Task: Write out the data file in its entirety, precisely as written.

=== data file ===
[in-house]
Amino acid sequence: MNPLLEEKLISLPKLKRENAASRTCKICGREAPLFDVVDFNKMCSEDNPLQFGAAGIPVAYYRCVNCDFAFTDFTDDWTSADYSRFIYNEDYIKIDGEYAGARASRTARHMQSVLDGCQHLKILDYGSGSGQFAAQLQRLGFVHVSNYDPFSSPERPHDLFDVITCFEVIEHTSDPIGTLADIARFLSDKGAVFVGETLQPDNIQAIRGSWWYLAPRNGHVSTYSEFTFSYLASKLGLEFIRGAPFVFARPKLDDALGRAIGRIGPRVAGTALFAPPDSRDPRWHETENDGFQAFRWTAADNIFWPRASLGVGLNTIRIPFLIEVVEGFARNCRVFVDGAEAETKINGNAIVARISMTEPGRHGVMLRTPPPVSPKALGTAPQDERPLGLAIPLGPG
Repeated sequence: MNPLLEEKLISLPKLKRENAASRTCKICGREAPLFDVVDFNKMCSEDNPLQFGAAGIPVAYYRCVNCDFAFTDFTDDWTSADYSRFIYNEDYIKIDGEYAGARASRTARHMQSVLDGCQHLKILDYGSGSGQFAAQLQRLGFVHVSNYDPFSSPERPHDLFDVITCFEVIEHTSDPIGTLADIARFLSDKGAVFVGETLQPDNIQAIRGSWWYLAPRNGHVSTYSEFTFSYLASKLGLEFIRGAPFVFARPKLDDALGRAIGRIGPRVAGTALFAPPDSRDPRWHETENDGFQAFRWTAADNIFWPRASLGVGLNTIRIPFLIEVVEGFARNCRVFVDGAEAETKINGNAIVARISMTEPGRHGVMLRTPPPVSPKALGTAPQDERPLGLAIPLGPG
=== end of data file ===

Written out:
[in-house]
Amino acid sequence: MNPLLEEKLISLPKLKRENAASRTCKICGREAPLFDVVDFNKMCSEDNPLQFGAAGIPVAYYRCVNCDFAFTDFTDDWTSADYSRFIYNEDYIKIDGEYAGARASRTARHMQSVLDGCQHLKILDYGSGSGQFAAQLQRLGFVHVSNYDPFSSPERPHDLFDVITCFEVIEHTSDPIGTLADIARFLSDKGAVFVGETLQPDNIQAIRGSWWYLAPRNGHVSTYSEFTFSYLASKLGLEFIRGAPFVFARPKLDDALGRAIGRIGPRVAGTALFAPPDSRDPRWHETENDGFQAFRWTAADNIFWPRASLGVGLNTIRIPFLIEVVEGFARNCRVFVDGAEAETKINGNAIVARISMTEPGRHGVMLRTPPPVSPKALGTAPQDERPLGLAIPLGPG
Repeated sequence: MNPLLEEKLISLPKLKRENAASRTCKICGREAPLFDVVDFNKMCSEDNPLQFGAAGIPVAYYRCVNCDFAFTDFTDDWTSADYSRFIYNEDYIKIDGEYAGARASRTARHMQSVLDGCQHLKILDYGSGSGQFAAQLQRLGFVHVSNYDPFSSPERPHDLFDVITCFEVIEHTSDPIGTLADIARFLSDKGAVFVGETLQPDNIQAIRGSWWYLAPRNGHVSTYSEFTFSYLASKLGLEFIRGAPFVFARPKLDDALGRAIGRIGPRVAGTALFAPPDSRDPRWHETENDGFQAFRWTAADNIFWPRASLGVGLNTIRIPFLIEVVEGFARNCRVFVDGAEAETKINGNAIVARISMTEPGRHGVMLRTPPPVSPKALGTAPQDERPLGLAIPLGPG